Cassandra King receives Troy University’s Hall-Waters Prize

Troy University presented the Hall-Waters Prize to author Cassandra King. Left to right, Dr. Kirk Curnutt, Walter Givhan, King and Gregg Swem.

Troy University presented the Hall-Waters Prize to author Cassandra King. Left to right, Dr. Kirk Curnutt, Walter Givhan, King and Gregg Swem.

Cassandra King, author of five novels including the critically acclaimed “Moonrise,” has received Troy University’s Hall-Waters Prize.

Presented during a luncheon on Friday at the International Arts Center on the Troy Campus, the Hall-Waters Prize recognizes an individual who has made significant contributions to Southern heritage and culture in history, literature or the arts. The award was endowed by the late Dr. Wade Hall, a TROY alumnus, an author, former member of the faculty at the University of Florida and professor emeritus of English at Bellarmine University in Louisville, Ky. The Bullock County native endowed the prize as a memorial to his parents, Wade Hall Sr. and Sarah Elizabeth Waters Hall. Past winners include Rep. John Lewis, Rick Bragg, Bobbie Ann Mason, Natasha Trethewey and King’s late husband, Pat Conroy.

“I am deeply honored in ways I can’t even begin to express,” King said. “When you receive an honor from your home folks it means so much more than anything else. I’m sorry that I never had the opportunity to meet Dr. Hall, but what a wonderful way for him to honor his parents.”

King said she loves southern quirkiness, which isn’t always the case with many southern writers.

“When I was growing up on the farm, I always wanted to be a writer,” she said. “I couldn’t wait to get away from the farm. I didn’t appreciate the heritage I had as I was growing up. It would take many years before I truly grew to appreciate it. I came to realize that the most authentic writing comes from your own backyard. Writers are interpreters of a culture.”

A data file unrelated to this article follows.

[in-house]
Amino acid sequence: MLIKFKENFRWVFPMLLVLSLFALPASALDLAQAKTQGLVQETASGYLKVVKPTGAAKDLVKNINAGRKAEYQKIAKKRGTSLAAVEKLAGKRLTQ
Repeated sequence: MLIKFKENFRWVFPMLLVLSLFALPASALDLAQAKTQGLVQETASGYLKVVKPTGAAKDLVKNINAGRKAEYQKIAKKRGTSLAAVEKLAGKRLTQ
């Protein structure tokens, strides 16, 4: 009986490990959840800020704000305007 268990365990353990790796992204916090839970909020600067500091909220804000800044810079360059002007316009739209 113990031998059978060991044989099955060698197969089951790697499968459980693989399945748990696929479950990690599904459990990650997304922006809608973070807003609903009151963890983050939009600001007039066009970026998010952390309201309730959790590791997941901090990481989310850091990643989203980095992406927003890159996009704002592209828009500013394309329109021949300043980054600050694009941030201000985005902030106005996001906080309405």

Since the death of her husband, Pat Conroy, in March of 2016, King said she had discovered the transformative power that writing truly has in her life.

“It has been a difficult year,” she said. “I feel that the literary world lost a great writer, but I lost the love of my life. One thing that I have learned from this is that writing has helped me through my grief. I have discovered the transformative and healing power of writing.”

King’s first novel, “Making Waves in Zion,” was published in 1995 by River City Press and reissued in 2004 by Hyperion. Her second novel, “The Sunday Wife” (2002), was a Booksense Pick, a People magazine Page-Turner of the Week, a Literary Guild Book-of-the-Month selection, a Books-A-Million President’s Pick, a South Carolina State Readers’ Circle selection and a Salt Lake Library Readers’ Choice Award nominee.

King’s third novel, “The Same Sweet Girls” (2005), was a #1 Booksense Selection and a Booksense best-seller, a Southeastern Bookseller Association best-seller, a New York Post Required Reading selection and a Literary Guild Book-of-the-Month Club selection. “Queen of Broken Hearts,” published in 2008, was lauded by fellow Southern writers as an “uplifting” work “filled with irresistible characters.

Her latest work, “Moonrise,” described as her finest book to date, was a 2013 Okra Pick and a Southern Independent Booksellers Alliances best-seller.

“Troy University is delighted to honor Cassandra King with the Hall-Waters Prize,” said Dr. Kirk Curnutt, professor and chair of the Department of English. “Her work celebrates friendship and the need for us to invest our empathy in each other’s lives so we can understand our own. Her fiction also embodies the best of Southern values: hospitality, generosity, concern, and, most important, love and commitment.”